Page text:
There aren’t too many opportunities in life to claim “we’re the first to _____!” There’s a bit of a glow that comes with being first to market, even if the first whatever isn’t really monumental or exactly disruptive. In the last couple of weeks, both Aerohive and Airtight (cloud-managed WLAN vendors for those of you late to the party) made a “We’re first!” announcement, each with Internet of Things (IOT) implications. Let’s take a look at both.
Aerohive- First Integration of WLAN and iBeacons
Here’s the official news from Aerohive. The nuts of it is that Aerohive and beacon-maker Radius Networks are pals, and Aerohive APs can directly host ibeacons via USB port on the access point. The notion of ibeacons (and altbeacons) is really just getting started, so this could become big and will likely ripple out far beyond it’s infancy in retail spaces. Though the companies are partners on the initiative, there’s really no changes per se to Hive Mananager that goes with having RadBeacons attached to APs.
Here’s my own coverage of the story at Network Computing. If you’d like to further the iBeacon discussion, please post comments over there.
Then there’s this:
AirTight- First Access Point with ‘IoT-ready’ WiPS
I’ll admit to being underwhelmed when I saw the press for Airtight’s new C-65 access point. Sure, any new 11ac AP is worth noting, but the up-play of it’s “IoT readiness” seemed to be a stretch. So, I asked- what makes this one so special versus the competition?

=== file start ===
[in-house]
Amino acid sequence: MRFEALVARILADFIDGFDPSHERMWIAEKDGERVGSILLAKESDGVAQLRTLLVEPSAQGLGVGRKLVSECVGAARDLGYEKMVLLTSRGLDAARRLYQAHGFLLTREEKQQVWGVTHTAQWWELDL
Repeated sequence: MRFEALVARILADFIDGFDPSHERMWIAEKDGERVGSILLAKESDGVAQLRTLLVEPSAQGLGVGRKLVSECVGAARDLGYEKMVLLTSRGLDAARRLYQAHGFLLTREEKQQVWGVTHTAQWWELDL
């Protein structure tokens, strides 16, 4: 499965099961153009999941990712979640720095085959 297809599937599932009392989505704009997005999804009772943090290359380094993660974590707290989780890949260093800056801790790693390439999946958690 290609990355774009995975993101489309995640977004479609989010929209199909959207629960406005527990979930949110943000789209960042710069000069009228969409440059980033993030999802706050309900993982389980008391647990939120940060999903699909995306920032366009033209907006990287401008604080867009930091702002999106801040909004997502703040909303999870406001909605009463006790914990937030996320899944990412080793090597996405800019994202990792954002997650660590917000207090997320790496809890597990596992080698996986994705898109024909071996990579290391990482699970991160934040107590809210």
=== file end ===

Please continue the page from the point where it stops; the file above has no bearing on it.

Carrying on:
Here’s what AirTight says about the C-65 in their own words:
Two key things in IoT readiness for WIPS are system scalability andoperation scalability because of increasing device volume and diversity and growing attack variants.
1. System scalability
o AirTight increased the ability to monitor active wireless devices from 500 to 2000 per AP/sensor
o On the cloud side, we increased the ability to scale to hundreds of thousands of devices being monitored across multiple geographies and customers
Scalability bottleneck in IoT will be coming from neighborhood devices that you need to track for threat detection, compliance reporting, etc, rather than your own APs that you manage in the cloud.
AirTight’s tests and customer POCs have shown that because the competition does not have this scalability today, device history is not maintained long enough; alerts are quickly purged to maintain scalability; reporting and forensics are thin; and threat detection is slow.
This happens today; what will happen tomorrow with hundreds of IoT devices in your wireless neighborhood?
2. Operation scalability
o The detection is behavioral based rather than signature-, rules or MAC heuristics- based
o “Zero day protection”: no learning or adding of signatures is required
o Minimal human intervention required
o False alarm free
o Reliable automated prevention without neighbor disruption
Our detection algorithm has matured over the years because of our focus on WIPS and is able to handle nuanced protocol implementations. So AirTightWIPS is better suited to handle device diversity. Other vendors are mostly doing MAC heuristics to detect rogues and have not invested in detecting all variants of threats and attacks.
Again, we have seen the impact of this in POCs and internal tests. We have seen competition raising false alarms (false positives and false negatives), along with creating large number of alerts for the administrator to sort through. Some products even discourage users from turning on automated prevention via product messages and technical documentation.
And there you have it. Neither of these announcements is mind-blowing yet at the same time they serve as examples of where WLAN vendors’ heads are regarding IoT at this stage.
In case it isn’t obvious, we’re likely to hear a lot more about how the Internet of Things will shape wireless solutions, and how vendors think we should be preparing for the IoT onslaught. It’s gonna continue to come at us in little chunks as the seeds of IoT take root, so keep your eyes open or you’re going miss something.